A high school student from Orlando released a music video Wednesday to commemorate victims of the shooting at South Florida’s Marjory Stoneman Douglas High School two years ago Friday.
In the three-minute video, titled Change, 17-year-old Yomar Fontanez wears a red Hollister hoodie and raps beneath stage lights about the lives lost at the Parkland school. “We can’t let nobody just end our lives like this,” he sings. “Fighting for this change and we’re never gonna quit.”
Fontanez wrote the song weeks after the Parkland shooting, said Nathan Smith, who is now his debate teacher at Cornerstone Charter Academy in Orange County. Smith, 33, started at the school the day of the shooting, meeting Fontanez in language arts class.
“He was just incredibly thoughtful” about the shooting, Smith recalled. “He felt like he needed to speak about it.”
Fontanez soon brought some lyrics to Smith, who is a rapper himself and produces music videos with his students related to reading and writing. The teacher was “blown away by the depth” of his student’s words, he said, and helped him record and edit Change.
At one point in the song, Fontanez says he doesn’t blame school shootings on any one person or circumstance but on a “multitude of things that really need to change.” He says things have only worsened since the 2012 shooting at Sandy Hook Elementary in Connecticut.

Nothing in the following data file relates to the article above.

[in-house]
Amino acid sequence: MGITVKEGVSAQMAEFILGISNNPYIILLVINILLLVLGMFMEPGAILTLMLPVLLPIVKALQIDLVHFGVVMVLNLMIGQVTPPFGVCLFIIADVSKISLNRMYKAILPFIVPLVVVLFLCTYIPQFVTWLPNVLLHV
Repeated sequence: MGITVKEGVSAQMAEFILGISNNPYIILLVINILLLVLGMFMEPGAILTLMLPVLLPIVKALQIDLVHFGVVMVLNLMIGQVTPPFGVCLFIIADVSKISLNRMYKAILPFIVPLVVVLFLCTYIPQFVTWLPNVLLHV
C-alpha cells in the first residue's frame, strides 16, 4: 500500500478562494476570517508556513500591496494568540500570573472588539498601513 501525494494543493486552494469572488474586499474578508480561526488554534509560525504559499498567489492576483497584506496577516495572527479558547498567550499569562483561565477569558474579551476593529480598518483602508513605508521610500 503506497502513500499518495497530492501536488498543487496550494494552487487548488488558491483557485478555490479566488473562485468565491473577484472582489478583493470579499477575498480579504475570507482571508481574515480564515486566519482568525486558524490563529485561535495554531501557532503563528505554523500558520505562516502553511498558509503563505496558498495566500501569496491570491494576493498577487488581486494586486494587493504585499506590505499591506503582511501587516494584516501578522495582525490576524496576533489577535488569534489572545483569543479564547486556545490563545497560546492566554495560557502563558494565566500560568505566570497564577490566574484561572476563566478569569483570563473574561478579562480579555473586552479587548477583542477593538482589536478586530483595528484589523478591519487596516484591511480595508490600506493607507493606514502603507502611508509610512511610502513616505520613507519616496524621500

“School’s a place for learning, not for hurting,” he says. “I gotta bring a change to get these guns up out of schools.”
Fontanez criticizes the FBI, accused of failing to fully investigate tips it had received beforehand about the Parkland shooter. “Ain’t the FBI supposed to be like our second set of eyes? But yet when something happen they can’t help with the warning signs.”
He also calls out President Donald Trump for his stance on arming Florida teachers: “Trump being dumb, trying to give teachers guns. I swear sometimes I feel like they’re just making these laws for fun.”
The song also offers condolences to the parents of Parkland victims, saying it “could have easily been my mom or me.” Then Fontanez salutes the teachers who died trying to protect students that day.
“I don’t want to go to school worrying about my safety,” he sings. “But everything that’s happened, that’s just been the case lately.”
The video ends with a frame that reads, “Inspired and dedicated to those taken from us Feb. 14, 2018.”
Before releasing his video online, Fontanez showed it to his debate class Wednesday. His peers were overwhelmed by the message, said Smith, the teacher.
Since Parkland, Florida kids have been forced to face the reality of violence on school campuses, he added, and they can identify with the stress Fontanez raps about in the song.
“It is an anthem for his generation,” Smith said. “He is that voice and he embodies that for the people around him by putting those feelings into words.”
Fontanez could not immediately be reached for comment.